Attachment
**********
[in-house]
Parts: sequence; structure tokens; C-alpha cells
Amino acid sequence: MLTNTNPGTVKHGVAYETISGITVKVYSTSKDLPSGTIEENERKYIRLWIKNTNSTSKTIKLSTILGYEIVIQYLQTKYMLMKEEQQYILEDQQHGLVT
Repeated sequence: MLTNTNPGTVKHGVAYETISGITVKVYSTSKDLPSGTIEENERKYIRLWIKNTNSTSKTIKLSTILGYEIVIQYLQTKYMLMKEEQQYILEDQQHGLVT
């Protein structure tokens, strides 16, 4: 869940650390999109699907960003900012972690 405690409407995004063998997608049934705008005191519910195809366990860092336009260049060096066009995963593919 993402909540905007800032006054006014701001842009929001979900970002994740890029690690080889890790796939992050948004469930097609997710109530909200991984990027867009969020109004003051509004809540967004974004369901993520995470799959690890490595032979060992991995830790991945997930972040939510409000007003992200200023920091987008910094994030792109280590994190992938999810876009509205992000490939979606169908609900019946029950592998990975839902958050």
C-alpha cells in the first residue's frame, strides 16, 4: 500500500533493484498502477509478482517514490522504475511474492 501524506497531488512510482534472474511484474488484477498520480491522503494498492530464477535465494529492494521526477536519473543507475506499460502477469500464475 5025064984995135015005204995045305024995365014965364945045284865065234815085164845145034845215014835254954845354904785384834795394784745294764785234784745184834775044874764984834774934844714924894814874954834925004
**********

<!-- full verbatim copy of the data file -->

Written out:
[in-house]
Parts: sequence; structure tokens; C-alpha cells
Amino acid sequence: MLTNTNPGTVKHGVAYETISGITVKVYSTSKDLPSGTIEENERKYIRLWIKNTNSTSKTIKLSTILGYEIVIQYLQTKYMLMKEEQQYILEDQQHGLVT
Repeated sequence: MLTNTNPGTVKHGVAYETISGITVKVYSTSKDLPSGTIEENERKYIRLWIKNTNSTSKTIKLSTILGYEIVIQYLQTKYMLMKEEQQYILEDQQHGLVT
């Protein structure tokens, strides 16, 4: 869940650390999109699907960003900012972690 405690409407995004063998997608049934705008005191519910195809366990860092336009260049060096066009995963593919 993402909540905007800032006054006014701001842009929001979900970002994740890029690690080889890790796939992050948004469930097609997710109530909200991984990027867009969020109004003051509004809540967004974004369901993520995470799959690890490595032979060992991995830790991945997930972040939510409000007003992200200023920091987008910094994030792109280590994190992938999810876009509205992000490939979606169908609900019946029950592998990975839902958050």
C-alpha cells in the first residue's frame, strides 16, 4: 500500500533493484498502477509478482517514490522504475511474492 501524506497531488512510482534472474511484474488484477498520480491522503494498492530464477535465494529492494521526477536519473543507475506499460502477469500464475 5025064984995135015005204995045305024995365014965364945045284865065234815085164845145034845215014835254954845354904785384834795394784745294764785234784745184834775044874764984834774934844714924894814874954834925004